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Oct. 2015 (Issue 37): Queers Destroy Horror!

Our special issue for 2015 is Queers Destroy Horror!, guest edited by Wendy N. Wagner, with nonfiction editor Megan Arkenberg and poetry editor Robyn Lupo. This double-issue features new work from Chuck Palahniuk, Matthew Bright, Lee Thomas, Alyssa Wong, and Sunny Moraine, as well as reprints from Kelley Eskridge, Caitlín R. Kiernan, and Poppy Z. Brite. You’ll also be treated to a very special selection of dark poetry reprints and nonfiction that takes a hard look at queer achievements and challenges in the horror genre.

Oct. 2015 (Issue 37): Queers Destroy Horror!


On the Destruction of Horror: Notes from Your Queer Editors

The editors of Queers Destroy Horror! — Wendy N. Wagner, Megan Arkenberg, and Robyn Lupo — talk about their vision for this special double-issue, and share thoughts about working in the genre as queer creators.


Golden Hair, Red Lips

I’m not in the photograph. I was off to the side, picture of disinterest, smoking a cigarette, watching passers-by. That was how I passed my days in that part of the century, hovering on the street corner in sight of all those colours. I remember the photographer—button-down shirt, round glasses, mussed hair, the look of someone born away from this city. He was beautiful. The men were clenched around the window, where the sign had been taped.

Author Spotlight

Author Spotlight: Matthew Bright

I have a disturbing weakness for the Victorian gothic, and if you’re playing in that wheelhouse, Dorian Gray is as queer as they come. Oscar Wilde was a genius, Dorian is his finest creation, and if you’re going to steal, steal from the best.


Hungry Daughters of Starving Mothers

As my date—Harvey? Harvard?—brags about his alma mater and Manhattan penthouse, I take a bite of overpriced kale and watch his ugly thoughts swirl overhead. It’s hard to pay attention to him with my stomach growling and my body ajitter, for all he’s easy on the eyes. Harvey doesn’t look much older than I am, but his thoughts, covered in spines and centipede feet, glisten with ancient grudges and carry an entitled, Ivy League stink.

Author Spotlight

Author Spotlight: Alyssa Wong

For this story, I wanted to write about a variety of queer Asian American ladies. Luckily, I know many queer Asian American ladies, and our myriad experiences—both the commonalities and the differences—helped me put together a number of characters whose lives I felt were plausible in this setting. They’re not meant to be representative of Every Queer Asian American Woman, because I believe that the idea of an extant One True Narrative is total bullshit.


The H Word: A Good Story

Earlier this year, I asked Facebook friends to leave comments if they (or those they love to read) are queer horror authors. It was a popular post. While remarks like “Me! I’m gay!” or “Heck yes! Clive Barker is my favorite!” dominated the thread, there were also several comments like this: “I don’t care about the author’s sexuality; I just want a good story.” A good story. Doesn’t every reader of popular fiction want that?


The Lord of Corrosion

Josh Hagee took a chair as the school counselor composed herself on the other side of the desk. He noted the dandelion yellow file folder, too thick for the average five-year old, and blanched internally when the woman reached out plump fingers to open the cover. Her lip twitched and her mouth set in a slight smile that was meant to project tolerance and patience. She gazed at him over the frames of her glasses, and then returned her attention to the file.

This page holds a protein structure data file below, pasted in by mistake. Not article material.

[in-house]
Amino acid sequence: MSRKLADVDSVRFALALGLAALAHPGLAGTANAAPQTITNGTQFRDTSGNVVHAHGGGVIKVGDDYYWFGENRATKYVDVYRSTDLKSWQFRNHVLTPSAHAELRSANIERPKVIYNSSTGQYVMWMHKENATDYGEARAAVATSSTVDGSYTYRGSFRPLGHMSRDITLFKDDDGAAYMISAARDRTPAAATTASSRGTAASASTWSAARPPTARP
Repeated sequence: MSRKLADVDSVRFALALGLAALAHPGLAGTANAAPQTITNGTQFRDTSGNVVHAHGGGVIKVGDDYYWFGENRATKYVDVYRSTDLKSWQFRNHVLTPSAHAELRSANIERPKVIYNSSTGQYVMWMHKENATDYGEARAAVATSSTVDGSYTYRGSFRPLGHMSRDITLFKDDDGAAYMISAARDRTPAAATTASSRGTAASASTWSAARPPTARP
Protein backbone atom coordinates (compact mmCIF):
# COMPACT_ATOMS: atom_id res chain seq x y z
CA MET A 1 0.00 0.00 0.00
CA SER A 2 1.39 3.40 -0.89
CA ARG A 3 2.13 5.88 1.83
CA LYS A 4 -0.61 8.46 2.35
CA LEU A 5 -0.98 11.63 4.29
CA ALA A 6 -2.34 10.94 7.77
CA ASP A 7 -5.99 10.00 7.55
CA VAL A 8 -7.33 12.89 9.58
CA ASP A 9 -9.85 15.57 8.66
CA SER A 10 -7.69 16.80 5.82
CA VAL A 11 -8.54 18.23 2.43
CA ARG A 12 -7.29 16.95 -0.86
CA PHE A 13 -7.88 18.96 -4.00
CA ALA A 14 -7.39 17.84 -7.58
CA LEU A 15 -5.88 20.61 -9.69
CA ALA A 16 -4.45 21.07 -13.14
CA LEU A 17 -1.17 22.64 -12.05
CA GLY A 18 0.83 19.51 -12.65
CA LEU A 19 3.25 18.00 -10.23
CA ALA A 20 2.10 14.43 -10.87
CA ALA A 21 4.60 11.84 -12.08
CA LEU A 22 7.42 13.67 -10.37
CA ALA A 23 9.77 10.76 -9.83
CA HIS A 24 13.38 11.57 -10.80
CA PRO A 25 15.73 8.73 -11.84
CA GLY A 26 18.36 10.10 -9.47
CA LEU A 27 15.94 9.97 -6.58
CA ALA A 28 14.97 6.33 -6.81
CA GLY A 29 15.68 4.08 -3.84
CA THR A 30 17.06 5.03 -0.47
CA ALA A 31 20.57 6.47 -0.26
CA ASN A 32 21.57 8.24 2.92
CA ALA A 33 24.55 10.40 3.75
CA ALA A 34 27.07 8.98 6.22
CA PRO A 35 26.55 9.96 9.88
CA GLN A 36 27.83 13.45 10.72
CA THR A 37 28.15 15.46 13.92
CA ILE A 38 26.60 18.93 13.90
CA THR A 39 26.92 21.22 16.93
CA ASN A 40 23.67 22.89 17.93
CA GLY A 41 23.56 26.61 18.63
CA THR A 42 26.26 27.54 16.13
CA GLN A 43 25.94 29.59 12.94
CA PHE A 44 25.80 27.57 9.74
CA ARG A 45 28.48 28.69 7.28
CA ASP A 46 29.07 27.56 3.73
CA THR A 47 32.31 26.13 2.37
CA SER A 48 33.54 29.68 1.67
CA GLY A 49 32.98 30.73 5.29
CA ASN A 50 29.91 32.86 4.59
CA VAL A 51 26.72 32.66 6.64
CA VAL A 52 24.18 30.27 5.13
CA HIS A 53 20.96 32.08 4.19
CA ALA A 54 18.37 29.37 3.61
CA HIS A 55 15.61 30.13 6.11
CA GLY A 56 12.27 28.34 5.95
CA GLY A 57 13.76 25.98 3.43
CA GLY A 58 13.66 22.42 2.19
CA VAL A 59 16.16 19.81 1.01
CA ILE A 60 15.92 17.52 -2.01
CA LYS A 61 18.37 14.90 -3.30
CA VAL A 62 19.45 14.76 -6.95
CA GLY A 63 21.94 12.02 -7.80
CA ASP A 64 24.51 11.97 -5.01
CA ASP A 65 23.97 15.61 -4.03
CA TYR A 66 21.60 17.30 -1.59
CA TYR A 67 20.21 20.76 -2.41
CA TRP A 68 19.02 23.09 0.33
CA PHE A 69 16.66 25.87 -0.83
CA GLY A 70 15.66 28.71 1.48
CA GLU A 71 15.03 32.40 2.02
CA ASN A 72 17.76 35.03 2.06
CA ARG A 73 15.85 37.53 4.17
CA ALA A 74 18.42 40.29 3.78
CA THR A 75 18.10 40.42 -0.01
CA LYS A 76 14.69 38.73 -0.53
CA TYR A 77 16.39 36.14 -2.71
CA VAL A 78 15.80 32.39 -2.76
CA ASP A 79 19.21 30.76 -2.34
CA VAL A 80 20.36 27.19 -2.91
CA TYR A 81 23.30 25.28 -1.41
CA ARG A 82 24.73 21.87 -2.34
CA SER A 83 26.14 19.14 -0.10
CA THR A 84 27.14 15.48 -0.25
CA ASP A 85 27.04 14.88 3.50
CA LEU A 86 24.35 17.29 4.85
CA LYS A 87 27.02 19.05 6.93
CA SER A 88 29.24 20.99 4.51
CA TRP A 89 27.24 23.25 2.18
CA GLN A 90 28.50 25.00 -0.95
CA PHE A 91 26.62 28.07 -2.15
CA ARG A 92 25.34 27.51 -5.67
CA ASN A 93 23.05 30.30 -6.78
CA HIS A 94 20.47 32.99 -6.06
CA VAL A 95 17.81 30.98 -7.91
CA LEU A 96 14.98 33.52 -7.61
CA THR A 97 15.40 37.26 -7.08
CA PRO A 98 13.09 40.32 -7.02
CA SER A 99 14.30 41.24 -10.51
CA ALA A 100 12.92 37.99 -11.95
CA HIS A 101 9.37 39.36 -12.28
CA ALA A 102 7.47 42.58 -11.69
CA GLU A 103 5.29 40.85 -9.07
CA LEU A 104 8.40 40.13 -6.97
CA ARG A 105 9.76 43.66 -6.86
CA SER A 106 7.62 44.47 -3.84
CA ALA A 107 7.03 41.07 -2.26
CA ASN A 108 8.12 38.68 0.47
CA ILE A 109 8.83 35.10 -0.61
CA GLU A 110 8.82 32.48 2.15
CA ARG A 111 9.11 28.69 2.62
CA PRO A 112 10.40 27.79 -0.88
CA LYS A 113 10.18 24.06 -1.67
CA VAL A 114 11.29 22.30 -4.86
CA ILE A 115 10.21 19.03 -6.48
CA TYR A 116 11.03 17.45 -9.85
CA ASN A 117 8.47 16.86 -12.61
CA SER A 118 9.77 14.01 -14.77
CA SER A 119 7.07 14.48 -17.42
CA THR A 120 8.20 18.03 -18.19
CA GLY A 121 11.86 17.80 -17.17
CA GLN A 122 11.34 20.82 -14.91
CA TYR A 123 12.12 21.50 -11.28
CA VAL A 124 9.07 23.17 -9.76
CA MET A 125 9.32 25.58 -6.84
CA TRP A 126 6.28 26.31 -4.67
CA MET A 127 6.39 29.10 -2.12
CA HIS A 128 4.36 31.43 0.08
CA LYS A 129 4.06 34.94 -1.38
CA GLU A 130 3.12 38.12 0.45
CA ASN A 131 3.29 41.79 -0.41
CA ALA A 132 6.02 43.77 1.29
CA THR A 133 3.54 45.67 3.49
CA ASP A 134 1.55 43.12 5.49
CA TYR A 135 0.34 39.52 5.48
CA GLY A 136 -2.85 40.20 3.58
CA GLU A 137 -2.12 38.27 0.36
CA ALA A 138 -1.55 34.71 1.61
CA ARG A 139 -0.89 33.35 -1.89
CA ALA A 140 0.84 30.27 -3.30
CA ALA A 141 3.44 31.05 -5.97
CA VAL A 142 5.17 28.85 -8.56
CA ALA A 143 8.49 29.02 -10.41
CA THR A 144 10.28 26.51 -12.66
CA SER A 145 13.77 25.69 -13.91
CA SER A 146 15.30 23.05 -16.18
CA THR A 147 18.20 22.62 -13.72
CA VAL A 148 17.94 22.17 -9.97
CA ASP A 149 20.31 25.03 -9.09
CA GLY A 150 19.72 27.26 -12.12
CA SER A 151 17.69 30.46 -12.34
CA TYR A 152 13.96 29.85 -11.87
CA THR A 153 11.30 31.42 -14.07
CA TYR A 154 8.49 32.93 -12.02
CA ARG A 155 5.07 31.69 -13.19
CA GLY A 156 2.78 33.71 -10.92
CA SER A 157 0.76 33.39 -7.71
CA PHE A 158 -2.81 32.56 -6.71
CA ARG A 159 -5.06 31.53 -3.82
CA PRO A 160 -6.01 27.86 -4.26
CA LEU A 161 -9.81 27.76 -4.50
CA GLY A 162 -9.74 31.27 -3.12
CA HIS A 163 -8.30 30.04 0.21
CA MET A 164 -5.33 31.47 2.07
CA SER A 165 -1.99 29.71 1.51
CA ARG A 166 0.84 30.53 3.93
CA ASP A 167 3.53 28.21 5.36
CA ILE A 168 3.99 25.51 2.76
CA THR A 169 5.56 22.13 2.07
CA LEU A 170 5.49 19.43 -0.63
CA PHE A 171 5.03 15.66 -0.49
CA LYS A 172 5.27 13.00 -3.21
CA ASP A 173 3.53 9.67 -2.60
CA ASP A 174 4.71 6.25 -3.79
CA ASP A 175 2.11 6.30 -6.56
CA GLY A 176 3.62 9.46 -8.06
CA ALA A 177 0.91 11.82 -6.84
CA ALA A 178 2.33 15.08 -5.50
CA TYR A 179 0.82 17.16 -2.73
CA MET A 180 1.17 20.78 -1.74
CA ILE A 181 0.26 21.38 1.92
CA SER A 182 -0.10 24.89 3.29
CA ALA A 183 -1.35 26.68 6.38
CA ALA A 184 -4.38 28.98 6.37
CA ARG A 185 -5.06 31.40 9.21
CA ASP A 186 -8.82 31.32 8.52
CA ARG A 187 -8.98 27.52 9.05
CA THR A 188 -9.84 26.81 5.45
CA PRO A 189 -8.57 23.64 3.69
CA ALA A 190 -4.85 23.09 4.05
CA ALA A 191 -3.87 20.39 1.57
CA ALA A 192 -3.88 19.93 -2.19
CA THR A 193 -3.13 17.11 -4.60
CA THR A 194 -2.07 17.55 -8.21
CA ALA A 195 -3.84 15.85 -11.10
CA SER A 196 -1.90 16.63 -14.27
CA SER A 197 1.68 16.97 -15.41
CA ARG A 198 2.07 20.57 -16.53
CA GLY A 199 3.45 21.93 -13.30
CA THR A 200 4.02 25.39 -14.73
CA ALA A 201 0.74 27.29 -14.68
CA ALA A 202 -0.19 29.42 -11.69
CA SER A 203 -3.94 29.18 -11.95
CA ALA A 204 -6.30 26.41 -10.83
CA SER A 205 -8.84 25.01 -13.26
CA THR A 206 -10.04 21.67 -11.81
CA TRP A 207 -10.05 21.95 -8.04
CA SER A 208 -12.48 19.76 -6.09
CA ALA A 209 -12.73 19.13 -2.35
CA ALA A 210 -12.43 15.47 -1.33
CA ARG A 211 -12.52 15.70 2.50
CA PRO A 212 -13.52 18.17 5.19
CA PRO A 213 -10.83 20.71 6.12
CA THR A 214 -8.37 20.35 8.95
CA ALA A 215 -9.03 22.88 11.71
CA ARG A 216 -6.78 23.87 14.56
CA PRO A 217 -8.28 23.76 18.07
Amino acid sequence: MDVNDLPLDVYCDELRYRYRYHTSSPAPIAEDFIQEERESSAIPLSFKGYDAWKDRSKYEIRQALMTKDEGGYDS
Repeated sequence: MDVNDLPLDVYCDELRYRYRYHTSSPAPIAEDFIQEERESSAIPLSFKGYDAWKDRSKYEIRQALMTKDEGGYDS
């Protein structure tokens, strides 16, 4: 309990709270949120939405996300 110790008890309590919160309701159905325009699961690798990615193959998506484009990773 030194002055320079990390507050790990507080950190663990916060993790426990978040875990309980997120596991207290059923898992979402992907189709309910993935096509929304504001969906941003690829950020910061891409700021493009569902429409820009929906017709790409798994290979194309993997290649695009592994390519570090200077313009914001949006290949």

Author Spotlight

Author Spotlight: Lee Thomas

One insidious aspect of prejudice is the effect it has on a person’s self-worth. That’s the metaphor behind “The Lord of Corrosion.” Not only does the title represent a monster, but it also represents the cultural messaging that can eat away at a person’s self-esteem. For a child like Sofia, she has no concept of being different, because her fathers didn’t raise her to think in prejudicial terms.

Artist Showcase

Artists’ Spotlight: Five Queer Artists Destroying Horror Art

Queer horror art is the tl;dr of our most disturbing moments. We who let our subconscious bleed onto canvas, paper, and clay are compelled to remark upon the world with our hands and voices. At least for us, the darkness in our history is an orchard of inspiration. It’s a history I like to see flayed and stitched back together in different iterations, examining the unique ways in which we understand the sickness in the human condition.


Dispatches from a Hole in the World

I’m standing in the elevator. The elevator isn’t moving. Neither am I. It seems, for the moment, like simply staring at what’s in front of me is the simplest and therefore the best immediate project. Far simpler than the dissertation that’s supposed to start here. But I can’t avoid it forever. I’m not sure what I expected, but the place is small. It’s tucked into three floors of a generic office building a few blocks from the Library of Congress. From the outside it doesn’t look like much of anything; they probably wanted it like that.

Author Spotlight

Author Spotlight: Sunny Moraine

I think writing about frightening things is a very primal way in which we cope with them; we’ve probably been telling horror stories since we first began telling stories at all. But for people who face oppression and marginalization and daily peril because of who they are, I think fiction is even more powerful, because telling stories is a form of resistance.


Queers Destroy Horror! Roundtable Interview

What is it like to be a queer horror writer in 2015? We caught up with four up-and-coming writers of the dark, surreal, and horrific — Meghan McCarron, Lee Mandelo, Rahul Kanakia, and Carrie Cuinn — to ask about their experiences in the genre. Here, they offer their insights into genre, identity, and the strange attractions of fear.